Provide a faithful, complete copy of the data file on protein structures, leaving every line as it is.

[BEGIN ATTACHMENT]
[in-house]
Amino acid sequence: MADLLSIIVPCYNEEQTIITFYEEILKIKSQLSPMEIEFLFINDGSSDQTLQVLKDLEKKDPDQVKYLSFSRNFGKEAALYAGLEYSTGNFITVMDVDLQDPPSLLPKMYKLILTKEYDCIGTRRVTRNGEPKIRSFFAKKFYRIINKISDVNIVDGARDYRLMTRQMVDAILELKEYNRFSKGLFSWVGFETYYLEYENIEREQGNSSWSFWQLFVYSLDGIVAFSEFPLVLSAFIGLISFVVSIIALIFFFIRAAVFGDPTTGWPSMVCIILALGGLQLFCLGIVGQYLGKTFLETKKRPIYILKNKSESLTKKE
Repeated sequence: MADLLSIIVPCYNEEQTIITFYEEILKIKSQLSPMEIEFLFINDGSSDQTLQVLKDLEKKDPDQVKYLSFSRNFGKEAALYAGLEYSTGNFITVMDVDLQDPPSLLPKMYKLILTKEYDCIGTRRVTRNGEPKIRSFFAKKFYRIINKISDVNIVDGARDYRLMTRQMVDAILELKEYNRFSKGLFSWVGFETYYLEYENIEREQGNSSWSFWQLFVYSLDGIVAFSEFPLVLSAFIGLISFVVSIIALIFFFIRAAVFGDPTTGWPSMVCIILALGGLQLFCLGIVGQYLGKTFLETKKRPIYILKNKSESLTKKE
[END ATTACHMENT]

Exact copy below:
[in-house]
Amino acid sequence: MADLLSIIVPCYNEEQTIITFYEEILKIKSQLSPMEIEFLFINDGSSDQTLQVLKDLEKKDPDQVKYLSFSRNFGKEAALYAGLEYSTGNFITVMDVDLQDPPSLLPKMYKLILTKEYDCIGTRRVTRNGEPKIRSFFAKKFYRIINKISDVNIVDGARDYRLMTRQMVDAILELKEYNRFSKGLFSWVGFETYYLEYENIEREQGNSSWSFWQLFVYSLDGIVAFSEFPLVLSAFIGLISFVVSIIALIFFFIRAAVFGDPTTGWPSMVCIILALGGLQLFCLGIVGQYLGKTFLETKKRPIYILKNKSESLTKKE
Repeated sequence: MADLLSIIVPCYNEEQTIITFYEEILKIKSQLSPMEIEFLFINDGSSDQTLQVLKDLEKKDPDQVKYLSFSRNFGKEAALYAGLEYSTGNFITVMDVDLQDPPSLLPKMYKLILTKEYDCIGTRRVTRNGEPKIRSFFAKKFYRIINKISDVNIVDGARDYRLMTRQMVDAILELKEYNRFSKGLFSWVGFETYYLEYENIEREQGNSSWSFWQLFVYSLDGIVAFSEFPLVLSAFIGLISFVVSIIALIFFFIRAAVFGDPTTGWPSMVCIILALGGLQLFCLGIVGQYLGKTFLETKKRPIYILKNKSESLTKKE